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The first thing many foreigners ask when stepping foot on African soil is: “Where are the wild animals?” South Africa is known for its abundance of wild life and there are definitely some spots where humans have learnt to live with monkeys, penguins and even leopards in close quarters, but you won’t find a lion roaming the city streets, or see a local riding an elephant to work. There are many nature and game reserves scattered throughout the country, so if you want to see wild animals, your best bet is to visit one.
For those who didn’t know, African is not a language, so don’t ask a local whether they’re fluent in it. South Africa does, however, boast 11 official languages, and most locals speak at least two of these. You’ll be happy to know that English is a dominant language in the country (although only the fourth most spoken) so getting lost in translation is unlikely.
A common misconception is that Afrikaans-speaking people are all khaki-wearing ‘boers’ who live on farms and never venture into the big cities. The truth is that the Afrikaner culture is as diverse as any other found in the country and they absolutely hate being placed in a small box.
One thing that makes South Africa such an interesting country is all the different cultures that occupy it. It’s only acceptable then that English accents come in countless varieties, mainly due to the above mentioned plethora of official languages. When speaking English as a second language, a local’s first language more often than not comes to the foreground. However, English-speaking South Africans sound Australian to the untrained ear.
A safari is a must-do when in South Africa, but try to do more than spending your time on the back of a game-viewing vehicle. Plan enough time to visit the bushveld as well as larger cities and off the beaten track towns.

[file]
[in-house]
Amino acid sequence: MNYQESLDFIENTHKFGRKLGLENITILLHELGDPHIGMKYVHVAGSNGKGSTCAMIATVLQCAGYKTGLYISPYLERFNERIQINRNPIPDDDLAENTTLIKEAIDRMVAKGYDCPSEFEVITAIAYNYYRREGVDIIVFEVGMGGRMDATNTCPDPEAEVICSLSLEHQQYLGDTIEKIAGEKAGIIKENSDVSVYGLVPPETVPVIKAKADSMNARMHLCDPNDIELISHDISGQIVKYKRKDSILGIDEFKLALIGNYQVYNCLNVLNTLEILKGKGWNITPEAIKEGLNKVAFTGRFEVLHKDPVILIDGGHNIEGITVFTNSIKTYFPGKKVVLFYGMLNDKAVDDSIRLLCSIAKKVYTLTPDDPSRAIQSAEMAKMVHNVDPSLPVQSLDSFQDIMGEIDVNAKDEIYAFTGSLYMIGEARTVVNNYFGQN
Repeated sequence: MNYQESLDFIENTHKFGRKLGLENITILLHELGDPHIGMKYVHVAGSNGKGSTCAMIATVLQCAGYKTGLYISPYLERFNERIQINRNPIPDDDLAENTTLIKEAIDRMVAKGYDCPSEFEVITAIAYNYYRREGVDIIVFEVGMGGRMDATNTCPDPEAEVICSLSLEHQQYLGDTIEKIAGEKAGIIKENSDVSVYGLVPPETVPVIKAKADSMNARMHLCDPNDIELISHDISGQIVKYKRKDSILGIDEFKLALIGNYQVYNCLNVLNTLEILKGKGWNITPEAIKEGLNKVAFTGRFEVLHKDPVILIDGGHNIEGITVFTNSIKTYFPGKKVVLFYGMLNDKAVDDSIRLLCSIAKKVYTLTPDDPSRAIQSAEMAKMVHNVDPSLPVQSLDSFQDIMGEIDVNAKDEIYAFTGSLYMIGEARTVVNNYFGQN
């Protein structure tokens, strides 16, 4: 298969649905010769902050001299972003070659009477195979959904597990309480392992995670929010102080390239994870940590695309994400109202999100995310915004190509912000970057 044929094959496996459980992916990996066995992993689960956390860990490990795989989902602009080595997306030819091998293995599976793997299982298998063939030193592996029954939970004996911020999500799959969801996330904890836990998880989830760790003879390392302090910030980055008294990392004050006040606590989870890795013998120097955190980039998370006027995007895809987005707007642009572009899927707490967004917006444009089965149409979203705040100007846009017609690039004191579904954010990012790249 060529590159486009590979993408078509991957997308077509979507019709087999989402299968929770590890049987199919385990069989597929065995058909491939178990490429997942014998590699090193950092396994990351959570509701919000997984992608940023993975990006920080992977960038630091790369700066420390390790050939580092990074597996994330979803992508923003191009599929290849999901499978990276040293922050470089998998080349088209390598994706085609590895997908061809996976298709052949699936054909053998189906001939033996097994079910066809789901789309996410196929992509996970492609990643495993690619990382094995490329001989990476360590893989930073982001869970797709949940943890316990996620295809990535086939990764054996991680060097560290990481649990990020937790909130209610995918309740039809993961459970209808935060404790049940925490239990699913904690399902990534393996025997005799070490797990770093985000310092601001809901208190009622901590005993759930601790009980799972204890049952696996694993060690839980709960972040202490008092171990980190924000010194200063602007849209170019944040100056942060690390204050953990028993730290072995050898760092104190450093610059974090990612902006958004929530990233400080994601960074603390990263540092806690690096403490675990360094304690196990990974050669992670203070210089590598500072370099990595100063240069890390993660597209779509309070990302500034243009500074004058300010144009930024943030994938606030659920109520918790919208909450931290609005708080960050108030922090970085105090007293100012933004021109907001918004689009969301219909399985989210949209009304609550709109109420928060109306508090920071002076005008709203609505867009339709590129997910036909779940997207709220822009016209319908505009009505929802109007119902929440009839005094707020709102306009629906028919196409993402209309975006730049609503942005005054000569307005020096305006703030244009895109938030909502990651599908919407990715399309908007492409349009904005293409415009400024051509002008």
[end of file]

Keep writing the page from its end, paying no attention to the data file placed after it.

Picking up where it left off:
Africa is a huge continent; in fact, it’s the second largest on the planet, and South Africa is one of the largest countries on the continent – about five times the size of the UK. Needless to say, when you visit, make sure to plan accordingly, because it’s impossible to see all South Africa has to offer in a week. Know where you want to go, what you want to see and how long it’ll take you to get there. Think about it this way: a road trip from Johannesburg to Cape Town – with no stops – takes approximately 14 hours.
Hunting is a popular hobby (and career) for many South African men and women. Whether you condone it or not, you might find solace in knowing that the hunting industry benefits wildlife conservation in South Africa and injects huge sums of money into rural areas. Whichever way you look at it, hunters aren’t into it simply for the sake of killing a wild animal. In most cases, each part of the animal is used, from the skin and meat to skulls and horns.
Just as when visiting any foreign country, it’s important to keep your head about you when travelling. Don’t flash expensive jewellery or electronics and keep your belongings close by or in a safe. Sure, in big cities the walls surrounding houses are high and you’ll see a lot of electrical fencing, but not visiting out of fear of crime is simply inexcusable.
Rugby is a popular sport, but all men definitely don’t partake in it. Watching a big match on TV or even in the stadium? Sure. Getting tackled so hard it’s difficult removing the blades of grass from your bruises? Not so much.
South Africa has a turbulent past but locals of all races are seeing beyond skin colour. The misconception that different races don’t mix is quickly trumped when foreigners visit South Africa for the first time.
There’s much more to the country than what is seen in travel brochures and adverts for tour companies. Cape Town, Johannesburg and The Kruger National Park are all must-visit destinations, but don’t skip out on the smaller towns. From unspoilt stretches of beach to charming small towns with loads to see and do, there’s much to explore in this vast country.
When imagining a holiday in South Africa, chances are you’re thinking of balmy days spent on white beaches. Sure, the country boasts some of the best beaches and climate in the world, but each year winter creeps in. Always pack something warm and check weather reports for your destinations. Cape Town is notorious for its wet winters, Johannesburg boasts amazing lightning storms during the summer and the Karoo can drop to temperatures below zero. It’s not always sunny in South Africa.